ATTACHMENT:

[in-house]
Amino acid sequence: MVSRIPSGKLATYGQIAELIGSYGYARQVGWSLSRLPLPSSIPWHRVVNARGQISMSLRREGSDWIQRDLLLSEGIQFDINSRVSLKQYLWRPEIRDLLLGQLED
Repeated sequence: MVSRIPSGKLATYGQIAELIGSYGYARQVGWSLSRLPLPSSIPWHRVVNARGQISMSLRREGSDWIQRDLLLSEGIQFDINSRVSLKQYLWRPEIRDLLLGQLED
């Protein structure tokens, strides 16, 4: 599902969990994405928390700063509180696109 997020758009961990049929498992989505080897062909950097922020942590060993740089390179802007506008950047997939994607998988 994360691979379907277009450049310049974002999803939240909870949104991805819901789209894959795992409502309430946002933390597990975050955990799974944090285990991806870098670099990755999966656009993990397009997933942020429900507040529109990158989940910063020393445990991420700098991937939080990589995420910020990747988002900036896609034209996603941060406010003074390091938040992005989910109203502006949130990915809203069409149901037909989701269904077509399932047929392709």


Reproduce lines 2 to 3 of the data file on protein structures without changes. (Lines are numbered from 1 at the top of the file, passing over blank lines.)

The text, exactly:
Amino acid sequence: MVSRIPSGKLATYGQIAELIGSYGYARQVGWSLSRLPLPSSIPWHRVVNARGQISMSLRREGSDWIQRDLLLSEGIQFDINSRVSLKQYLWRPEIRDLLLGQLED
Repeated sequence: MVSRIPSGKLATYGQIAELIGSYGYARQVGWSLSRLPLPSSIPWHRVVNARGQISMSLRREGSDWIQRDLLLSEGIQFDINSRVSLKQYLWRPEIRDLLLGQLED